On Memorial Day, millions of American families will take time to honor the memory of the men and women who lost their lives while serving in the U.S. military.
Outside of this day, we must never forget the countless veterans who lost their lives to suicide, substance use, mental health disorders, or the millions struggling after returning home. Too many veterans battle addiction and mental health issues in silence.
In Missouri, there are over 400,000 veterans, the vast majority being wartime veterans. The National Survey on Drug Use and Health reports over 3.9 million veterans have a substance use disorder or mental illness. Substance use disorders significantly increase suicidality among veterans ages 18 and over. Suicidal thoughts and behaviors are common among veterans ages 18 to 49.
"There is no simple answer as to why veterans become addicted to drugs or alcohol, but there are numerous causative factors," said Michael Leach of Addicted.org.
Many factors lead to substance use and mental health disorders within the veteran community. Many veterans struggle to adjust to civilian life. They may experience financial hardships, difficulty finding employment or opportunities and accessing benefits.
Many other veterans experience mental and emotional health concerns, physical injury or chronic pain. Untreated trauma can quickly develop into mental health issues or addiction. Illegal drugs, alcohol and prescription drugs are used as a means to cope.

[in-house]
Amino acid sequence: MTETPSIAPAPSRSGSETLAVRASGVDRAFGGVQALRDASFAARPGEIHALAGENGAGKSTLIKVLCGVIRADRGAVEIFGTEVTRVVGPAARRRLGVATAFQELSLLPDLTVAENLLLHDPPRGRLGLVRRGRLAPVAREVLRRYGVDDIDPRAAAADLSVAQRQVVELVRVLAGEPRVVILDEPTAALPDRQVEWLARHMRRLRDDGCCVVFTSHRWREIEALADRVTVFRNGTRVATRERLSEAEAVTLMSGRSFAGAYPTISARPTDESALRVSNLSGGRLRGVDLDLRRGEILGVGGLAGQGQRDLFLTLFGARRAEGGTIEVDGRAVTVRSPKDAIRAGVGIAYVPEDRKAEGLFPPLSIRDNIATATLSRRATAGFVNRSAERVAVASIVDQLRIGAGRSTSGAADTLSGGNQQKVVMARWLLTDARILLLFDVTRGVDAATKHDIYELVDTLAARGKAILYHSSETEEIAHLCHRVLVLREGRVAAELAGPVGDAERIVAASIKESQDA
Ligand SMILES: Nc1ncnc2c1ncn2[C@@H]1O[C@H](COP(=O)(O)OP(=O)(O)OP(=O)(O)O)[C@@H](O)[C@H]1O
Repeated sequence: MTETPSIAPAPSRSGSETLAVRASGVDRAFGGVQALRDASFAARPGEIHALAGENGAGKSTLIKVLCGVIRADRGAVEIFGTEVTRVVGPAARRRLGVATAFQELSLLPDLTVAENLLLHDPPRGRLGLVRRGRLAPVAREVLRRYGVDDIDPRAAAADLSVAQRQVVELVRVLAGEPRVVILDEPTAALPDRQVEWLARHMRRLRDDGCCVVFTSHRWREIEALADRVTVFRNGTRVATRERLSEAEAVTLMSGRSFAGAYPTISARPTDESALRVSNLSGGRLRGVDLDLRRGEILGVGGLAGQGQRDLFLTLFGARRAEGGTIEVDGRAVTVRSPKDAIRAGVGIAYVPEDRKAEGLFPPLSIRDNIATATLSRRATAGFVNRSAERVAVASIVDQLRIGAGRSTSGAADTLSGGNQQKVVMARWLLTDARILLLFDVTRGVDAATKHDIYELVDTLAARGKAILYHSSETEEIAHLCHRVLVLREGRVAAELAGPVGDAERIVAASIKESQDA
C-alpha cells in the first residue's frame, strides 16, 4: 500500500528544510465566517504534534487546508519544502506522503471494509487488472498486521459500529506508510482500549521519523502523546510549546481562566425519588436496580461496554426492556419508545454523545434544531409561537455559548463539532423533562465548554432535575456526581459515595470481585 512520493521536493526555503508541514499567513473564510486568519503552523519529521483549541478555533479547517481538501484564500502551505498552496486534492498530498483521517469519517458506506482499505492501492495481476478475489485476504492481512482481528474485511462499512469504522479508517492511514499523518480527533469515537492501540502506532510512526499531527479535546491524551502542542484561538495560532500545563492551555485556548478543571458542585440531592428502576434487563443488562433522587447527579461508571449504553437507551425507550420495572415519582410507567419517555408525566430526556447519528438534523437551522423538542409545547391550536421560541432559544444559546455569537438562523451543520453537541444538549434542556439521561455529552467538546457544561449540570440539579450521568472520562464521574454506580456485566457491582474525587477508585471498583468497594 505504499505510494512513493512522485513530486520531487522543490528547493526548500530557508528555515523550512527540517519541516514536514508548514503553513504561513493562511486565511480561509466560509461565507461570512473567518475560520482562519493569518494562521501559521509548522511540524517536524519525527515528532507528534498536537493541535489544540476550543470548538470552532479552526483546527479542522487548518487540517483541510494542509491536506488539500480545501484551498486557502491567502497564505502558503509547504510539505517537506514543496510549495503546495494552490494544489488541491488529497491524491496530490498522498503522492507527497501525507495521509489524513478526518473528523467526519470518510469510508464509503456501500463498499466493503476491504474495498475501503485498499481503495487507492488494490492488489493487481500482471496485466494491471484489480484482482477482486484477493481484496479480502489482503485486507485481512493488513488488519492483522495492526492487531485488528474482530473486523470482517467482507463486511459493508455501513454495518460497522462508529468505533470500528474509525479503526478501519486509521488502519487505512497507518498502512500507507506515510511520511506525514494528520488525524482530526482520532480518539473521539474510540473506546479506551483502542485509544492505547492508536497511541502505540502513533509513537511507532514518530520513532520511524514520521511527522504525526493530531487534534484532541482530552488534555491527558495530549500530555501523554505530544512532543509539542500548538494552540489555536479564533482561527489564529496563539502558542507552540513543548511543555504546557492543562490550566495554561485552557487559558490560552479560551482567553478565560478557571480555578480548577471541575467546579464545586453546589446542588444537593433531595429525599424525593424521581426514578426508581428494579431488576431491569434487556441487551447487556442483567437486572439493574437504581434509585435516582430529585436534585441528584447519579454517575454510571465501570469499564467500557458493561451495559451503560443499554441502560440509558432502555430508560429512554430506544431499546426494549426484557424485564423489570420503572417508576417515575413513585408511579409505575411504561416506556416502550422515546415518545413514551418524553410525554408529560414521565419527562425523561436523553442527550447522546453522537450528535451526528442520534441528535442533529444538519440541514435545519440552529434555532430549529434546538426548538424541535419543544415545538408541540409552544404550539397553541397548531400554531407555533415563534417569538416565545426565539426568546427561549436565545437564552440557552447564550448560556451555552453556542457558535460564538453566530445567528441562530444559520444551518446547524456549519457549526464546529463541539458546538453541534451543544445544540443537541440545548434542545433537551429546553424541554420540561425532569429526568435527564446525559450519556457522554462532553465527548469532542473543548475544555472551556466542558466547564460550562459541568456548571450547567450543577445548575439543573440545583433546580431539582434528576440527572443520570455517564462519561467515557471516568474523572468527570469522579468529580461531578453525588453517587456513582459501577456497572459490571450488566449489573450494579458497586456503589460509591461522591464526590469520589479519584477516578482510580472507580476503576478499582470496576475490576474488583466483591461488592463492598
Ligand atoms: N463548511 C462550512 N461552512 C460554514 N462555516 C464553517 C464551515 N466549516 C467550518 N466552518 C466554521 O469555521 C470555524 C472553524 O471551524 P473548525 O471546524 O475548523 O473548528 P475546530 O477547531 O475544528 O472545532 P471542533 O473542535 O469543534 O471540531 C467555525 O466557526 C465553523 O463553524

Veterans also face barriers when accessing supportive services. This can include cost and health insurance gaps. Stigma regarding addiction and mental illness is still common. Veterans in rural communities have limited access, and many communities have inadequate funding.
It takes families and communities to come together to help veterans. Outside of the usual U.S. Department of Veterans Affairs resources, other options include:
The Official Missouri State Website provides numerous resources and information for veterans and their families;
The Missouri Department of Public Safety Veterans Commission provides a Service Officer Locator;
Helpful hotlines include the Veterans Crisis Line, 1-800-273-8255, and the Lifeline for Vets, 1-888-777-4443;
SAMHSA provides a treatment facility locator where veterans can find specific programs for substance use and mental health disorders;
Families exploring financial options can consider combining VA benefits with other forms of health insurance such as Medicaid, Medicare or private health insurance.
Families play a significant role in supporting their loved ones. When speaking to them about their substance use, do so openly and honestly, express concern but refrain from passing judgment. Help them find treatment. Be patient and show compassion. Remember, these are treatable problems.
Memorial Day is a time to remember. But the following day and every day after that, we must not lose sight of the veterans who made it home and need a helping hand. A single act of compassion can save a life.
Veronica Raussin is a Community Outreach Coordinator for Addicted.org, passionate about spreading awareness of the risks and dangers of alcohol & drug use.